Consider the following class:

class Foo {
  int a, b;
  Foo() : a{1}, b{2} {} // Default ctor with member initializer list
  //Foo() : a{1}, b{2} = default; // Does not work but why?

(Edit: because it was mentioned in a couple of answers - I'm aware of in-class member initializiers, but that's not the point here)

I think the second ctor definition would be more elegant and fit better into modern C++ code (see also why you should use =default if you have to be explicit about using the default semantics). However, no common compiler seems to accept it. And cppreference is silent about it.

My first thought was that a member initializer list in a way changes the "default semantics" as explained in the linked FAQ, because it may or may not default-construct members. But then we would have the same problem for in-class initializers, just that here Foo() = default; works just fine.

So, why is it disallowed?

  • 5
    As soon as you've defined initialisers in the ctor you've provided a ctor and it's no longer the default. – Jonathan Potter Jun 5 '19 at 12:38
  • 2
    Because "Default ctor with member initializer list" is not a default ctor. You can use inline initialization with "=default" though. – Steve Jun 5 '19 at 12:38
  • 1
    @Quimby that's not an argument, since this is always the case. Also that's not the reason for =default, see also the referenced C++ FAQ – andreee Jun 5 '19 at 12:40
  • 2
    Could you explain what you would expect it to mean? – molbdnilo Jun 5 '19 at 12:42
  • 2
    Indeed, {} and =default accomplish different things. {} is generally not what you want as it kills implicitly generated default move constructor/operator. – unexpectedvalue Jun 5 '19 at 12:45

= default; is an entire definition all on its own. It's enforced, first and foremost, grammatically:


1 Function definitions have the form

    attribute-specifier-seqopt decl-specifier-seqopt declarator virt-specifier-seqopt function-body

    ctor-initializeropt compound-statement
    = default ;
    = delete ; 

So it's either a member initializer list with a compound statement, or just plain = default;, no mishmash.

Furthermore, = default means something specific about how each member is initialized. It means we explicitly want to initialize everything like a compiler provided constructor would. That is in contradiction to "doing something special" with the members in the constructor's member initializer list.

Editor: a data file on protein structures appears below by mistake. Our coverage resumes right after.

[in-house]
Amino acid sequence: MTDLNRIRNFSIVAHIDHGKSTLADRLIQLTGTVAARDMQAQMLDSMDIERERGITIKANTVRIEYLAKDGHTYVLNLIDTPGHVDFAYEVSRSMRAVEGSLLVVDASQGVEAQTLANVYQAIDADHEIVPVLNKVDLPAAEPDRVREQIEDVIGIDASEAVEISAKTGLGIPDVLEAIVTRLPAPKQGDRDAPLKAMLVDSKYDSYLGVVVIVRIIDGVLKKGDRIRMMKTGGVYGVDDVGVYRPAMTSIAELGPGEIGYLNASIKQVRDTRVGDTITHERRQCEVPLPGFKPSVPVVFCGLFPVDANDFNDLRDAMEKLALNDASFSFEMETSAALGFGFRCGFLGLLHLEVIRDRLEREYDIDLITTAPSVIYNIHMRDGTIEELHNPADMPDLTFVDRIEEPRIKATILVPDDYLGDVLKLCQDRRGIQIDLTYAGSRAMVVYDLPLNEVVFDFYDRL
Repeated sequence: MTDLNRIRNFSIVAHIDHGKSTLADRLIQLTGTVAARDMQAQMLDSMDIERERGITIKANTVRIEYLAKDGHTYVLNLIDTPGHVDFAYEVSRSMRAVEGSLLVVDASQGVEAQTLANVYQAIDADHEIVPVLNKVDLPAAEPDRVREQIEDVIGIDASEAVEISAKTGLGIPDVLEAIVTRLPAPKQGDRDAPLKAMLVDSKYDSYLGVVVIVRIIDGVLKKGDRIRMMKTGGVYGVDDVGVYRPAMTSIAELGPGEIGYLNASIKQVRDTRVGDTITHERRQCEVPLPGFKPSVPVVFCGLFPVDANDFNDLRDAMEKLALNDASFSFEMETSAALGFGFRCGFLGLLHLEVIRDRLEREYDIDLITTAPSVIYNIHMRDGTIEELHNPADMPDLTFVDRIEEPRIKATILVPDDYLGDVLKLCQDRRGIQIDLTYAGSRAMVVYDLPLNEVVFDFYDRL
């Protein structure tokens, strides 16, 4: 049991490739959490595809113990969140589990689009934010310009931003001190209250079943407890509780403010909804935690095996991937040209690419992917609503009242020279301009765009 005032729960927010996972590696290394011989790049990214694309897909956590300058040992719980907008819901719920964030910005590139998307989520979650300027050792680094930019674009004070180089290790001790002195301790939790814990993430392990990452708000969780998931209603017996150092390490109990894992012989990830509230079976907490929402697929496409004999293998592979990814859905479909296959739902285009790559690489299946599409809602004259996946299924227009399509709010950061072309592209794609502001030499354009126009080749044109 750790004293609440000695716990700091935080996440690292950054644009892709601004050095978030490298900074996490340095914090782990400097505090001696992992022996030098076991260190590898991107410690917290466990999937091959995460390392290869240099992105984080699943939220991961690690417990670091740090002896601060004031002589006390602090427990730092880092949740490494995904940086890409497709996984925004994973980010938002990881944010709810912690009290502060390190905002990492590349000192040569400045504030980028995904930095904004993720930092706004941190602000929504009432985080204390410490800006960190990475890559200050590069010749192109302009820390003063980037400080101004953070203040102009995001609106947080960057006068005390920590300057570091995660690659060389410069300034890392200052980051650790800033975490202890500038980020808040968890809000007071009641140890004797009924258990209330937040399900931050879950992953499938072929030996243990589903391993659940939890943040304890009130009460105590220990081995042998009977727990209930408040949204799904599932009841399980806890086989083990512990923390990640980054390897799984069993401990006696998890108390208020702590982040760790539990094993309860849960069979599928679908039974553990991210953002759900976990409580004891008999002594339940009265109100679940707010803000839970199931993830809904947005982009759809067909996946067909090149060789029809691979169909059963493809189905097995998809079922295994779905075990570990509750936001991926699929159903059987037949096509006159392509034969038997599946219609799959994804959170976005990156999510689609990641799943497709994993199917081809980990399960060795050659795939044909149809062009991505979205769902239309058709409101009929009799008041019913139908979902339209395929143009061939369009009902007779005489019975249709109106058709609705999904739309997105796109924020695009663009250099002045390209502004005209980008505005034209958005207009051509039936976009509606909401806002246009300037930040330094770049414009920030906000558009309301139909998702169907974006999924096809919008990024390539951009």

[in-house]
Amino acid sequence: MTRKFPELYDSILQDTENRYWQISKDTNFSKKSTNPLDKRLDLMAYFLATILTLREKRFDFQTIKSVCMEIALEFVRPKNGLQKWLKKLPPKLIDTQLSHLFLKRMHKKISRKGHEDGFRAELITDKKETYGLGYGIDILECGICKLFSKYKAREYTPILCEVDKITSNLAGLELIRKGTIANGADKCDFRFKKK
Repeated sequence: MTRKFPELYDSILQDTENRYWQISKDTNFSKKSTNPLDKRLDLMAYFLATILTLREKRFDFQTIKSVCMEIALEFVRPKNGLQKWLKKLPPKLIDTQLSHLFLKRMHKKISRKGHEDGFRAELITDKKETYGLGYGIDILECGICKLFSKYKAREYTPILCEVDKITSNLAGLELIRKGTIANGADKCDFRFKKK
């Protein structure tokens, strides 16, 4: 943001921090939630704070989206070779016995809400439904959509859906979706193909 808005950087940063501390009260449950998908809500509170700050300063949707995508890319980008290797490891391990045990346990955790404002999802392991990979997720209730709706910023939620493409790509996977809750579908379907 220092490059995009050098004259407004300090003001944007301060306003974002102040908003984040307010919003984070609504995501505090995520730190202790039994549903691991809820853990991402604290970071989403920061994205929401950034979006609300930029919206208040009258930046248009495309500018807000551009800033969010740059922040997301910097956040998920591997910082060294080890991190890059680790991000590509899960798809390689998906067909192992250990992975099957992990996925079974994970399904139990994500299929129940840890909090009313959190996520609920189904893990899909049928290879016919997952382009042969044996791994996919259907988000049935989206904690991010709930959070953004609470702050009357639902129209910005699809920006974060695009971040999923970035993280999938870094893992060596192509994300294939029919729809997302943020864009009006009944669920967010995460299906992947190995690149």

• Regarding your last paragraph: What about in-class member initializers then? defining int a = 1; int b = 2 in the class and using Foo() = default; works just fine. Wouldn't that be a contradiction? – andreee Jun 5 '19 at 12:48
  • 4
    @andreee - No. Because if you omit Foo() = default, the default member initializers are still in effect. That is what the compiler provided constructor will do. – StoryTeller - Unslander Monica Jun 5 '19 at 12:48
  • Thanks, that makes sense now. I also liked @NathanOliver's answer a lot, but I like this one slightly better (and you cannot accept two questions :-)). – andreee Jun 5 '19 at 13:16

Doing a{1}, b{2} means you no longer can specify it as default. A default function per [dcl.fct.def.default]/1 is defined as

A function definition whose function-body is of the form = default; is called an explicitly-defaulted definition.

And if we check what a function-body is in [dcl.fct.def.general]/1 we see that it contains a ctor-initializer which is a mem-initializer-list

This means you can't initialize members if you want a default definition provided by the compiler.

What you can do to work around this is to specify the default values in the class directly, and then declare the constructor as default like

class Foo {
  int a{1}, b{2};
  Foo() = default;


This doesn't directly answer the question, however it is the c++ "way" is to use the default member initializer instead, that it

class Foo {
  int a = 1, b = 2;
  Foo() = default; 

The syntax you purpose is simply not a default, per se, constructor anymore.

  • Thanks, but as mentioned in my question, this is not what I was interested in. – andreee Jun 5 '19 at 13:18

It's disallowed because what you're trying to do by definition means it's no longer a default constructor. And there's a more elegant way of accomplishing what you want anyway:

class Foo {
  int a {1};
  int b {2};
  Foo() = default;
  • Thanks, but as mentioned in my question, this is not what I was interested in. – andreee Jun 5 '19 at 13:18
  • You mean, as you mentioned in an edit to your question after this answer had been posted? – Steve Jun 5 '19 at 13:19
  • Yes. But I also mentioned in-class initializers in my original post and that it doesn't pose a problem there (second last paragraph). That was just a remark, no offense :-) – andreee Jun 5 '19 at 13:20
  • 1
    a default constructor is by definition one that can be called with no arguments. see here en.cppreference.com/w/cpp/language/default_constructor – idclev 463035818 Jun 5 '19 at 13:37

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